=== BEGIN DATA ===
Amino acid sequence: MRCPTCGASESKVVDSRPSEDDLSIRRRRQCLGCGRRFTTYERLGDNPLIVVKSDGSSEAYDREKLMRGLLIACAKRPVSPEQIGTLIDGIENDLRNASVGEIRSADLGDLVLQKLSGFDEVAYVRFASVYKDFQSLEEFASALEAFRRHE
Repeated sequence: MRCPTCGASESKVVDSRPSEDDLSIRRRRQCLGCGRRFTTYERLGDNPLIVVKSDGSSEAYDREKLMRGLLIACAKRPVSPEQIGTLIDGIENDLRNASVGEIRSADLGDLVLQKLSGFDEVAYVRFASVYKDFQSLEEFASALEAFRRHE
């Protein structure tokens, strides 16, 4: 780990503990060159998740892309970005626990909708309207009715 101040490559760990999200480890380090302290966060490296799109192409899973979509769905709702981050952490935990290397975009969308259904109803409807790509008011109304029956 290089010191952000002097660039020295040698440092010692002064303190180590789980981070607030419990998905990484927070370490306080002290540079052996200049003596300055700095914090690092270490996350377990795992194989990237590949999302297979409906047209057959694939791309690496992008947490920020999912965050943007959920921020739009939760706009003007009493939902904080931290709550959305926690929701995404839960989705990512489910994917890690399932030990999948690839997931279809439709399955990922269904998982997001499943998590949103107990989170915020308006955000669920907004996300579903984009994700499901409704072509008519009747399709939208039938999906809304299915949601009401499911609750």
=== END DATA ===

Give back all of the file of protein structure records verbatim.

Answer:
Amino acid sequence: MRCPTCGASESKVVDSRPSEDDLSIRRRRQCLGCGRRFTTYERLGDNPLIVVKSDGSSEAYDREKLMRGLLIACAKRPVSPEQIGTLIDGIENDLRNASVGEIRSADLGDLVLQKLSGFDEVAYVRFASVYKDFQSLEEFASALEAFRRHE
Repeated sequence: MRCPTCGASESKVVDSRPSEDDLSIRRRRQCLGCGRRFTTYERLGDNPLIVVKSDGSSEAYDREKLMRGLLIACAKRPVSPEQIGTLIDGIENDLRNASVGEIRSADLGDLVLQKLSGFDEVAYVRFASVYKDFQSLEEFASALEAFRRHE
């Protein structure tokens, strides 16, 4: 780990503990060159998740892309970005626990909708309207009715 101040490559760990999200480890380090302290966060490296799109192409899973979509769905709702981050952490935990290397975009969308259904109803409807790509008011109304029956 290089010191952000002097660039020295040698440092010692002064303190180590789980981070607030419990998905990484927070370490306080002290540079052996200049003596300055700095914090690092270490996350377990795992194989990237590949999302297979409906047209057959694939791309690496992008947490920020999912965050943007959920921020739009939760706009003007009493939902904080931290709550959305926690929701995404839960989705990512489910994917890690399932030990999948690839997931279809439709399955990922269904998982997001499943998590949103107990989170915020308006955000669920907004996300579903984009994700499901409704072509008519009747399709939208039938999906809304299915949601009401499911609750």